INTRODUCING OPINIONS

Marvellous Minilessons Int

A complete unit on Teaching Persuasive Writing may be found in Marvelous Minilessons for Teaching Intermediate Writing by Lori Jamison RogPembroke Publishers, 2018.

I Hate Detentions!

I believe teachers shouldn’t give detentions when kids are late! I have three good reasons why. First, sometimes teachers are late, and they just walk in like nothing happened and say, “Sorry I’m late.” Then when we come in late they say, “I will see you at lunch.” or, “Why are you so late?” That’s not fair, and it’s a double standard. Second, detentions are a huge waste of time. For example, if you are done everything and you get a detention for being late, you have to sit in an empty room for 15 minutes. Fifteen minutes doesn’t sound like much. But it is if you are not doing anything. Third, my sister is really, really slow and my mom and dad make me wait for her, so she makes me late. Therefore, when I’m late because of her, it’s really not my fault! For all of these reasons, I believe teachers should not give detentions because we are late.

– Grade 6 student

If there’s any doubt about how pervasive persuasion is in our society, we have only to look at the number of words we have in English to describe the action of trying to bring someone around to one’s point of view, such as coax, cajole, convince, entice, entreat, exhort, impel, influence, inveigle, persuade, prevail upon, reason, seduce, sell, sway, talk into, turn on to, wear down, wheedle, win over, and woo!

The print around us is full of persuasion, from the Opinion Section of the newspaper to grocery flyers and advertisements.  And in this era of “fake news”, it’s particularly important for readers to be able to judge when and how a writer is trying to influence their thinking.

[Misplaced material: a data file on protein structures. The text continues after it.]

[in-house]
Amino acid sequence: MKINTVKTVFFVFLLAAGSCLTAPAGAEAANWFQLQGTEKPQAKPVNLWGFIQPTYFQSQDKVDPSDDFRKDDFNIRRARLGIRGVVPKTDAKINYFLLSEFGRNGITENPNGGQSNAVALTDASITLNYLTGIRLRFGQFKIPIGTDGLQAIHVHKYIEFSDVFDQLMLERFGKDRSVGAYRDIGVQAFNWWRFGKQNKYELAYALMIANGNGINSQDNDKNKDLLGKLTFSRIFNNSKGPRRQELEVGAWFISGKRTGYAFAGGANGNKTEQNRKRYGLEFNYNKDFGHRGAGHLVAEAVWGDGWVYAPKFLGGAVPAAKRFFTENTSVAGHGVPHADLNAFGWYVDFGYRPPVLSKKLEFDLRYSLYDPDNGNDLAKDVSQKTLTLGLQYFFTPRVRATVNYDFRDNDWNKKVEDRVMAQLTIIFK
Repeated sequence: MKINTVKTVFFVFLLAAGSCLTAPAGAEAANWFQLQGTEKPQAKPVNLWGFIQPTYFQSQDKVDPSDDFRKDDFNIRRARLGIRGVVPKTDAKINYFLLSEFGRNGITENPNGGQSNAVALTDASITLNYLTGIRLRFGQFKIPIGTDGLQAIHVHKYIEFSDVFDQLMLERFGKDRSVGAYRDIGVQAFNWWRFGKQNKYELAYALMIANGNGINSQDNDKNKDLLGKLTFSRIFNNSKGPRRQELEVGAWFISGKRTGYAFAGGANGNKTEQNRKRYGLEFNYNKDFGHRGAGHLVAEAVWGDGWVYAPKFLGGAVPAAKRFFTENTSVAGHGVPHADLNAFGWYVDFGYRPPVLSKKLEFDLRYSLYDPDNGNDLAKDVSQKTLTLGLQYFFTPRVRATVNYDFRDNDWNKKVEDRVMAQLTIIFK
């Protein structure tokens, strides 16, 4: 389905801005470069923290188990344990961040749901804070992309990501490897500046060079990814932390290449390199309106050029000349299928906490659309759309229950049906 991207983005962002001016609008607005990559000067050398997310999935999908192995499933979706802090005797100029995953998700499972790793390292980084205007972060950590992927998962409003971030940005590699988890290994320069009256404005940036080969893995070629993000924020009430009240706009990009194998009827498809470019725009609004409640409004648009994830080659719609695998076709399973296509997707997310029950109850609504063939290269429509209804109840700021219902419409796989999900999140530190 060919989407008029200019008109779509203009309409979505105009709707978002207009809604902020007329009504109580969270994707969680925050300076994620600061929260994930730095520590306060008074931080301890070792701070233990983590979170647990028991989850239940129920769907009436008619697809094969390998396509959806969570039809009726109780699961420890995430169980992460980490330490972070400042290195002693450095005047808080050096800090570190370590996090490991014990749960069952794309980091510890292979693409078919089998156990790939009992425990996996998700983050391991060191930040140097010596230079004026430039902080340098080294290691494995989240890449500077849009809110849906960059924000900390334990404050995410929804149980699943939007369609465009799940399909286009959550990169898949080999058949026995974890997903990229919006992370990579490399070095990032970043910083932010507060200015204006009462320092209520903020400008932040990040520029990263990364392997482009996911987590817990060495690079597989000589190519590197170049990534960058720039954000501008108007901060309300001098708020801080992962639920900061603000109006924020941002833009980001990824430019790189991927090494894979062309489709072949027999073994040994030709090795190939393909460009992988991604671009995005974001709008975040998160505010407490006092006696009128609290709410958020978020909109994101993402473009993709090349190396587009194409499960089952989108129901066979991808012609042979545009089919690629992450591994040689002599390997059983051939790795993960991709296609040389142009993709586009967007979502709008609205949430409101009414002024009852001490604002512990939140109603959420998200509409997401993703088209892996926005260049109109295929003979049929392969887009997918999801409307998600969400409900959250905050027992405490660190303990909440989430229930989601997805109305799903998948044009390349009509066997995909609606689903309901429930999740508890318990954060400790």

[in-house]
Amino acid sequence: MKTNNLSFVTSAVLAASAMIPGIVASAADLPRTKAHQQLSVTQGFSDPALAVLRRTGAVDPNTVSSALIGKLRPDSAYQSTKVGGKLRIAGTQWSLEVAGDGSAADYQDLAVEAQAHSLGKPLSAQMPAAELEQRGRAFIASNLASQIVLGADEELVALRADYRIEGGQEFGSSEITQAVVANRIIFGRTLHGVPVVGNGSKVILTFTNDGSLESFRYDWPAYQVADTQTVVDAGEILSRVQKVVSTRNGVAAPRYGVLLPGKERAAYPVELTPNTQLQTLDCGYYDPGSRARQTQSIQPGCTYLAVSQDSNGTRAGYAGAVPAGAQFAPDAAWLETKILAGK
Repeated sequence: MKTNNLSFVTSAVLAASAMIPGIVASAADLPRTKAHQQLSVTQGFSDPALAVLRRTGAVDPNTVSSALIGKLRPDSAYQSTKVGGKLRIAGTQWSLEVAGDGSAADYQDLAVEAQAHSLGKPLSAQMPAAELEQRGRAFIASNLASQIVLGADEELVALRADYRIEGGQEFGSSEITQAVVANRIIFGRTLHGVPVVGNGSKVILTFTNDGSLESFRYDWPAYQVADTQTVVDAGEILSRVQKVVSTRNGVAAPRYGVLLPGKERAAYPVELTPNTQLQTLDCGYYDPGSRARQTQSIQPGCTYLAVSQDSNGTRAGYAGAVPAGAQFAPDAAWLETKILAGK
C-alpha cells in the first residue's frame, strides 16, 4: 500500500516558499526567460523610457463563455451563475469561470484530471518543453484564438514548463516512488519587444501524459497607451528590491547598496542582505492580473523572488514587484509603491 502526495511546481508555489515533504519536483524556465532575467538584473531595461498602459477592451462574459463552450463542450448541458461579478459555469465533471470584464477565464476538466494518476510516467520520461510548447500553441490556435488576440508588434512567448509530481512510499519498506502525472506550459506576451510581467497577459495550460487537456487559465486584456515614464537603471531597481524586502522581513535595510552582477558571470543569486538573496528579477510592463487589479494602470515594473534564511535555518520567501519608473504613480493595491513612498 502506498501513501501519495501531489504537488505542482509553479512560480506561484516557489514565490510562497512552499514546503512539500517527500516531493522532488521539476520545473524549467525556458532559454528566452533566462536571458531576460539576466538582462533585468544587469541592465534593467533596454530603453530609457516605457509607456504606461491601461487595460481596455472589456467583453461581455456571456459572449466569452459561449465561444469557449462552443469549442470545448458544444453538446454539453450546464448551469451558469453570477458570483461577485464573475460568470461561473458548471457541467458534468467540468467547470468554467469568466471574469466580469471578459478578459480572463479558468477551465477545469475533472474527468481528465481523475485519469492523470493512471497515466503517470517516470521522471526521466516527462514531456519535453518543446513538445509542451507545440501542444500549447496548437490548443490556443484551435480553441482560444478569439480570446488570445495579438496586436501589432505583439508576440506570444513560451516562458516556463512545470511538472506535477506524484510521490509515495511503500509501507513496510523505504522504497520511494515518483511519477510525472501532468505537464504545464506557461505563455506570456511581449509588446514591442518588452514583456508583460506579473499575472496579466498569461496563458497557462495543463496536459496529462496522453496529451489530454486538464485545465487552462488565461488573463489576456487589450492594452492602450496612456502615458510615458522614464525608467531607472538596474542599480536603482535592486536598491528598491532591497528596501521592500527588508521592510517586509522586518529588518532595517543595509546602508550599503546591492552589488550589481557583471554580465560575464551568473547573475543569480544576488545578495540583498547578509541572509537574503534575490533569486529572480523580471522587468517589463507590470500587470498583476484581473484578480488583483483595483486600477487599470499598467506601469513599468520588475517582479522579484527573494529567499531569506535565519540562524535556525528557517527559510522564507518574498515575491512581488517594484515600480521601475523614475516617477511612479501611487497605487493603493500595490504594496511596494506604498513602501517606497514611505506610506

Teaching students to write persuasive text is a great way to help them read it as well.  The essay above, “I Hate Detentions” is a good example of classically structured opinion writing from a sixth grader.

The best way to start any genre writing unit is to analyze examples of the text form. Use the student example above or download “A Battle Against Bottled Water” or gather samples of your own. With the students, discuss how these passages are organized. What do they have in common? Are there any writer’s techniques to influence the reader? Read more about THE FEATURES OF PERSUASIVE TEXT.

When students understand the elements of the text form and its unique rhetorical devices, they can begin writing their own persuasive pieces.

TEACHING PERSUASIVE WRITING

1. Start with an opinion or thesis.  Have students choose topics that matter to them.  There are plenty of issues that impassion middle and high school writers, from cell phones in school to animal welfare. With the students, brainstorm a selection of issues and invite the students to select one or two that speak to them.